ASH Scotland “deeply disappointed” by Holyrood committee’s disregard for global health treaty

21 May 2024

ASH Scotland is raising grave concerns about the Scottish Parliament’s Health, Social Care and Sport Committee giving Big Tobacco industry influenced organisations an opportunity to impact health policy development through participation in an evidence session on Tuesday 21 May in contravention of a global healthy treaty.

The leading Scottish health charity contends that the UK Vaping Industry Association (UKVIA) and the Scottish Grocers’ Federation (SGF) involvement in the Committee’s scrutiny of the Tobacco and Vapes Bill legislative consent memorandum runs contrary to Scotland’s long-standing position of supporting the World Health Organization’s Framework Convention on Tobacco Control Article 5.3 to which the UK is a signatory, and which the Scottish Government has committed to upholding since 2013.

WHO describes tobacco industry interests as ‘fundamentally and irreconcilably opposed’ to the aims of public health’ and, under FCTC Article 5.3, they and their vested or commercial interests are permitted to be engaged only after health policies have been fully developed and engagement should be limited to the extent necessary to implement regulations.

ASH Scotland urged the Committee to withdraw the invitations to UKVIA and SGF, and pointed out that a House of Commons’ Committee did not permit the UKVIA to participate in its oral evidence sessions scrutinising the Tobacco and Vapes Bill on 30 April or 1 May.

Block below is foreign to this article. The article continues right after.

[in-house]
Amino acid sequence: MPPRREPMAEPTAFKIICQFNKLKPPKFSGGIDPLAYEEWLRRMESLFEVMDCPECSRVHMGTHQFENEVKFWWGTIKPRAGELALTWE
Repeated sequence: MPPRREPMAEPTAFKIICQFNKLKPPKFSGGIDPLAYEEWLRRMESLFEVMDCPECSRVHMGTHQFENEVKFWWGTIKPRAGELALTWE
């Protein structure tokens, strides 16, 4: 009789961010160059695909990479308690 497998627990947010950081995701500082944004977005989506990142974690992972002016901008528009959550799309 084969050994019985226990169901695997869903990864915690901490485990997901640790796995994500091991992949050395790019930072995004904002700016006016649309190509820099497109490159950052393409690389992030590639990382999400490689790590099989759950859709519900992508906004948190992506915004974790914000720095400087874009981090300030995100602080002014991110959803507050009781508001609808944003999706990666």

From when it was established in 2016 until September 2023, UKVIA’s membership consisted of small independent e-cigarette manufactures and the four major tobacco companies: Japan Tobacco International (JTI), British American Tobacco (BAT), Philip Morris International (PMI) and Imperial Tobacco. It still retains tobacco industry linked members such as the part industry-owned JUUL, and the SGF. SGF lists Japan Tobacco International (JTI); Philip Morris International (PMI); British American Tobacco (BAT) and Imperial Brands as corporate members, as well as tobacco industry owned e-cigarette brands.

Sheila Duffy, Chief Executive of ASH Scotland, said: “The failure of the Scottish Parliament’s Health Committee to follow WHO guidelines is deeply disappointing and sends a troubling signal that our democratic processes for developing progressive health policies are open to interference by the tobacco industry’s business associates. There is a risk that this decision will be manipulated internationally by the tobacco industry to help justify their claims to be treated as valid public health stakeholders.

“Allowing profit-motivated tobacco corporations’ vested interests to participate in the Committee’s deliberations undermines Scotland’s commitment to shutting out Big Tobacco’s capability to distort public health debates and disrupt or delay much-needed regulation of addictive health-harming products.

“This matters for the health and wellbeing of current and future generations of our children growing up in Scotland, and especially ahead of World No Tobacco Day on 31 May when WHO will put an international spotlight on protecting children from tobacco industry interference.”